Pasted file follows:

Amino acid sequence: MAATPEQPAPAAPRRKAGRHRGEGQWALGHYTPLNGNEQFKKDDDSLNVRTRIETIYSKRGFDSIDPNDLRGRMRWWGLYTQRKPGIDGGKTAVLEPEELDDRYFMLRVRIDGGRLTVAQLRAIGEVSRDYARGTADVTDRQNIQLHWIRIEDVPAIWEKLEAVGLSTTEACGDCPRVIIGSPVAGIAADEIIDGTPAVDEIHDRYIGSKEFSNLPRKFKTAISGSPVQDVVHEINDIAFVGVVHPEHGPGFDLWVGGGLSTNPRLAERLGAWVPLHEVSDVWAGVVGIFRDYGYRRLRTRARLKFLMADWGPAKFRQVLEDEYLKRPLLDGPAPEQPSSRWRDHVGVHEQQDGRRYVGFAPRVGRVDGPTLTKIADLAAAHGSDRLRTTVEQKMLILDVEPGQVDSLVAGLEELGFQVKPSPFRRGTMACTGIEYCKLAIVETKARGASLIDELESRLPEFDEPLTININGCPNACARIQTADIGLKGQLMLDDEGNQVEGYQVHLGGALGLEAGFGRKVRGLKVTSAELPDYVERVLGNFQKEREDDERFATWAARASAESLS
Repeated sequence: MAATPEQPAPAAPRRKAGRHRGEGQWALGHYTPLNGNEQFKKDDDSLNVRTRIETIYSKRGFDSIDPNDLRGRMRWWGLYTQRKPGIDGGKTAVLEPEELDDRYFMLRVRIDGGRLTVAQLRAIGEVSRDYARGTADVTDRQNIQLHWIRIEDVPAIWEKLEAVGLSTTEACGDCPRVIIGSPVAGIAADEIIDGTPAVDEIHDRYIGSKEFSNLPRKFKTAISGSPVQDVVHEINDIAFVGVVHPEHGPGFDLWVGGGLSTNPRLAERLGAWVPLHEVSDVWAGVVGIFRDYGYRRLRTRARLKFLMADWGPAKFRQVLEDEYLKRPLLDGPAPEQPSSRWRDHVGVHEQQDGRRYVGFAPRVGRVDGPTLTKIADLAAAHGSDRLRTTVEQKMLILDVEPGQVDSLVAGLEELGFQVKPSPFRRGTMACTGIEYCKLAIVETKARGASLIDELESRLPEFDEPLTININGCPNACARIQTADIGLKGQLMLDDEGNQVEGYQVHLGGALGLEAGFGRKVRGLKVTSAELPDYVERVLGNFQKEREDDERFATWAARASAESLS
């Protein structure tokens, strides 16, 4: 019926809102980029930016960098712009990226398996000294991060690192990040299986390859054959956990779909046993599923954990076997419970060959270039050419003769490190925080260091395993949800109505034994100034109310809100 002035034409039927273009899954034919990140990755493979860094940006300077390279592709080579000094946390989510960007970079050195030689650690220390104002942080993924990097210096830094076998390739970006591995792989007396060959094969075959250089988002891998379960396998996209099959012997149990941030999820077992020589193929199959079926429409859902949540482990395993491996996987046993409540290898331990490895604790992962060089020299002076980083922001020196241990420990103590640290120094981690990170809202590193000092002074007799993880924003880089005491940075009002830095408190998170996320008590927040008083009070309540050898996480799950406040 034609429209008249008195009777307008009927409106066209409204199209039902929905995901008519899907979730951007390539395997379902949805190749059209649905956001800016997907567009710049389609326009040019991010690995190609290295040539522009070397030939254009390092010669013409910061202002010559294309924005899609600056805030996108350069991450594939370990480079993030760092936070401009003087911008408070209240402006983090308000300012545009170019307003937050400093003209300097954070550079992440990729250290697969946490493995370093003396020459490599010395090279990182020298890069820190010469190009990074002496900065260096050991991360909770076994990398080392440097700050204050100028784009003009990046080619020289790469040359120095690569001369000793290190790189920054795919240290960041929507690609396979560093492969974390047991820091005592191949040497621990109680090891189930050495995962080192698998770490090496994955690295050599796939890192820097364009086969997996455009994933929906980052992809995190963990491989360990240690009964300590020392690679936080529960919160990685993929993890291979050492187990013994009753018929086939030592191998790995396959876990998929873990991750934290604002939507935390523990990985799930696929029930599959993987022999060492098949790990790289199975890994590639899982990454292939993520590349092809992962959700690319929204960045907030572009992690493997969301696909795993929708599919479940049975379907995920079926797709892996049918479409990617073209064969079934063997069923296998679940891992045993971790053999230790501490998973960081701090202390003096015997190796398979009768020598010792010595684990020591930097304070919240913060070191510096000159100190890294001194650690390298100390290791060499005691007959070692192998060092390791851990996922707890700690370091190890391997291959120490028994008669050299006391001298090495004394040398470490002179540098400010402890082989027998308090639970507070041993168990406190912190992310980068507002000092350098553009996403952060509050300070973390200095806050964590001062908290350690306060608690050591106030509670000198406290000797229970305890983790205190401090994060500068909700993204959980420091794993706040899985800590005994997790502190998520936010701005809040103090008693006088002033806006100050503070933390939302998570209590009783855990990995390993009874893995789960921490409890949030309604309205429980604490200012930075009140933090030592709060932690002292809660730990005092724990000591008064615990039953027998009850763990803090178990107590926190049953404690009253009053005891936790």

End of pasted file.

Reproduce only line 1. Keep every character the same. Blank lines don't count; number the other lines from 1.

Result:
Amino acid sequence: MAATPEQPAPAAPRRKAGRHRGEGQWALGHYTPLNGNEQFKKDDDSLNVRTRIETIYSKRGFDSIDPNDLRGRMRWWGLYTQRKPGIDGGKTAVLEPEELDDRYFMLRVRIDGGRLTVAQLRAIGEVSRDYARGTADVTDRQNIQLHWIRIEDVPAIWEKLEAVGLSTTEACGDCPRVIIGSPVAGIAADEIIDGTPAVDEIHDRYIGSKEFSNLPRKFKTAISGSPVQDVVHEINDIAFVGVVHPEHGPGFDLWVGGGLSTNPRLAERLGAWVPLHEVSDVWAGVVGIFRDYGYRRLRTRARLKFLMADWGPAKFRQVLEDEYLKRPLLDGPAPEQPSSRWRDHVGVHEQQDGRRYVGFAPRVGRVDGPTLTKIADLAAAHGSDRLRTTVEQKMLILDVEPGQVDSLVAGLEELGFQVKPSPFRRGTMACTGIEYCKLAIVETKARGASLIDELESRLPEFDEPLTININGCPNACARIQTADIGLKGQLMLDDEGNQVEGYQVHLGGALGLEAGFGRKVRGLKVTSAELPDYVERVLGNFQKEREDDERFATWAARASAESLS